For the first time UK forces can remotely control armed drones over Afghanistan while sitting in air conditioned trailers at RAF Waddington in Lincolnshire. The growing use of unmanned drones to simply and easily launch lethal attacks at great distances – over 3,000 miles in the case of Waddington and Afghanistan – with no risk or political consequences should be a cause of extreme concern.
Many counter terrorism experts are clear that drone strikes far from the solution, as Kurt Volker, the former US Permanent Representative to NATO said recently:
“Drone strikes allows our opponents to cast our country as a distant, high-tech, amoral purveyor of death. It builds resentment, facilitates terrorist recruitment and alienates those we should seek to inspire. Drone strikes may decapitate terrorist organizations, but they do not solve our terrorist problem. In fact, drone use may prolong it. Even though there is no immediate retaliation, in the long run the contributions to radicalization through drone use may put more lives at risk.”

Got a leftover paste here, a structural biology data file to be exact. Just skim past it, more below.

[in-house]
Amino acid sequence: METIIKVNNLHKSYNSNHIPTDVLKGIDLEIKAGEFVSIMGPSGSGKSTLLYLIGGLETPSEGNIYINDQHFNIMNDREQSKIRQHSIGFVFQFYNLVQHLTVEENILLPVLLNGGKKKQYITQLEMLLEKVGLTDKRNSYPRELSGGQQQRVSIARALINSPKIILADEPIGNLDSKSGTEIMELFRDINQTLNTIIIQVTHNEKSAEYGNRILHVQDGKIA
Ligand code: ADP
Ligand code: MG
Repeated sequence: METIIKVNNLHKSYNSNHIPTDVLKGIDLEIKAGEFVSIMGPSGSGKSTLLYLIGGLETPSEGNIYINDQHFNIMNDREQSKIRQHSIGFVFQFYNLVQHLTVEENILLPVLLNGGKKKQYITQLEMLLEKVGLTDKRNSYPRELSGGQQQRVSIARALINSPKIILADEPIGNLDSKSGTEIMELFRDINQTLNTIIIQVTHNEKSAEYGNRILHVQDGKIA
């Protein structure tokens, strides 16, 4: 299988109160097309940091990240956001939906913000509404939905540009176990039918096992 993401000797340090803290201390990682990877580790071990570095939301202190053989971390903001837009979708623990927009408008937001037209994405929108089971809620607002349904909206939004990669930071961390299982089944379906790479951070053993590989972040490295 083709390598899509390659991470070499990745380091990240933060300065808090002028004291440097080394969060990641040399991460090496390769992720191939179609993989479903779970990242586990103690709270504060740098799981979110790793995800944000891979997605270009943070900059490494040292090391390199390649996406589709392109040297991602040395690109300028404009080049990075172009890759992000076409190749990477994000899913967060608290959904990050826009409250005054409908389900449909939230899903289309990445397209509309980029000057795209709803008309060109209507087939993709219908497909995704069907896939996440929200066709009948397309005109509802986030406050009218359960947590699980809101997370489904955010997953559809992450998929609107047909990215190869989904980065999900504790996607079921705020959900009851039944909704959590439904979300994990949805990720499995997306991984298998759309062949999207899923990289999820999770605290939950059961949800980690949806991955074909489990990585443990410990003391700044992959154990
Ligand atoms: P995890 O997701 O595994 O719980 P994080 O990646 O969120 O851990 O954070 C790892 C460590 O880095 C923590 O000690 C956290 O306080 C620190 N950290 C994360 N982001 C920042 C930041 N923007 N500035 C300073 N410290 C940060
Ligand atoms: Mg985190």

Volker is not alone. Many other experts such as Professor Michael Boyle, former counter terrorism adviser to President Obama has recently outlined in the Chatham House journal how use of armed drones is directly conflicting with other long term counter-terrorism initiatives and doing real damage to global security.